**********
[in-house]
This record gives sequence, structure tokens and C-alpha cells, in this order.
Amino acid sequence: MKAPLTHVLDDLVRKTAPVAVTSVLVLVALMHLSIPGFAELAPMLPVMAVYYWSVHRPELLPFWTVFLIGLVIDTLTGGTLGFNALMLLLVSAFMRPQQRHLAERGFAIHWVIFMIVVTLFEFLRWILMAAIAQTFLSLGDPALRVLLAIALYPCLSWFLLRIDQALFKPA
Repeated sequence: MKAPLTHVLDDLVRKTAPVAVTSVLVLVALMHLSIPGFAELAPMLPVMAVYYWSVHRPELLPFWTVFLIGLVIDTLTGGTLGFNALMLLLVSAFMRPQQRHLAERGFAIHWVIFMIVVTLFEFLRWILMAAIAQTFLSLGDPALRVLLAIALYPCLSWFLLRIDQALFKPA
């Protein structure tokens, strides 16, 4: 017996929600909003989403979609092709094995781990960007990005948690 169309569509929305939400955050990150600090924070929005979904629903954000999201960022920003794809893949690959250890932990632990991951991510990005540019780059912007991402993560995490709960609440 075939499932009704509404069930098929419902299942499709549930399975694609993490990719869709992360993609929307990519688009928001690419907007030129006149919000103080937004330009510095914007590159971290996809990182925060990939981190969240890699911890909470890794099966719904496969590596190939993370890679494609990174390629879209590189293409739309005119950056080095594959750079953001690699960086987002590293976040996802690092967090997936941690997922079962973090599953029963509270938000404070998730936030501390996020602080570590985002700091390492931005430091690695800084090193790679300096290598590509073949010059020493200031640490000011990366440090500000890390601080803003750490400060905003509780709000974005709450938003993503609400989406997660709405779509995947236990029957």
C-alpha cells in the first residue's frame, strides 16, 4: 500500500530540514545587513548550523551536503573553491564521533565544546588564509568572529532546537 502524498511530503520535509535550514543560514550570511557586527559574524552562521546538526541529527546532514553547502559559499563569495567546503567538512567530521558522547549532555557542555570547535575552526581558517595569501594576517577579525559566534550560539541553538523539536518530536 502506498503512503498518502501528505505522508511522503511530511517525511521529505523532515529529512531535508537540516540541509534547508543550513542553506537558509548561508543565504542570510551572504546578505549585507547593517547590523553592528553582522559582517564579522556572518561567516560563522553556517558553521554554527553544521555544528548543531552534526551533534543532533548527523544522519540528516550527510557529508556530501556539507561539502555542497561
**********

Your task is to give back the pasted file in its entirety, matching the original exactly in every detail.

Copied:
[in-house]
This record gives sequence, structure tokens and C-alpha cells, in this order.
Amino acid sequence: MKAPLTHVLDDLVRKTAPVAVTSVLVLVALMHLSIPGFAELAPMLPVMAVYYWSVHRPELLPFWTVFLIGLVIDTLTGGTLGFNALMLLLVSAFMRPQQRHLAERGFAIHWVIFMIVVTLFEFLRWILMAAIAQTFLSLGDPALRVLLAIALYPCLSWFLLRIDQALFKPA
Repeated sequence: MKAPLTHVLDDLVRKTAPVAVTSVLVLVALMHLSIPGFAELAPMLPVMAVYYWSVHRPELLPFWTVFLIGLVIDTLTGGTLGFNALMLLLVSAFMRPQQRHLAERGFAIHWVIFMIVVTLFEFLRWILMAAIAQTFLSLGDPALRVLLAIALYPCLSWFLLRIDQALFKPA
């Protein structure tokens, strides 16, 4: 017996929600909003989403979609092709094995781990960007990005948690 169309569509929305939400955050990150600090924070929005979904629903954000999201960022920003794809893949690959250890932990632990991951991510990005540019780059912007991402993560995490709960609440 075939499932009704509404069930098929419902299942499709549930399975694609993490990719869709992360993609929307990519688009928001690419907007030129006149919000103080937004330009510095914007590159971290996809990182925060990939981190969240890699911890909470890794099966719904496969590596190939993370890679494609990174390629879209590189293409739309005119950056080095594959750079953001690699960086987002590293976040996802690092967090997936941690997922079962973090599953029963509270938000404070998730936030501390996020602080570590985002700091390492931005430091690695800084090193790679300096290598590509073949010059020493200031640490000011990366440090500000890390601080803003750490400060905003509780709000974005709450938003993503609400989406997660709405779509995947236990029957």
C-alpha cells in the first residue's frame, strides 16, 4: 500500500530540514545587513548550523551536503573553491564521533565544546588564509568572529532546537 502524498511530503520535509535550514543560514550570511557586527559574524552562521546538526541529527546532514553547502559559499563569495567546503567538512567530521558522547549532555557542555570547535575552526581558517595569501594576517577579525559566534550560539541553538523539536518530536 502506498503512503498518502501528505505522508511522503511530511517525511521529505523532515529529512531535508537540516540541509534547508543550513542553506537558509548561508543565504542570510551572504546578505549585507547593517547590523553592528553582522559582517564579522556572518561567516560563522553556517558553521554554527553544521555544528548543531552534526551533534543532533548527523544522519540528516550527510557529508556530501556539507561539502555542497561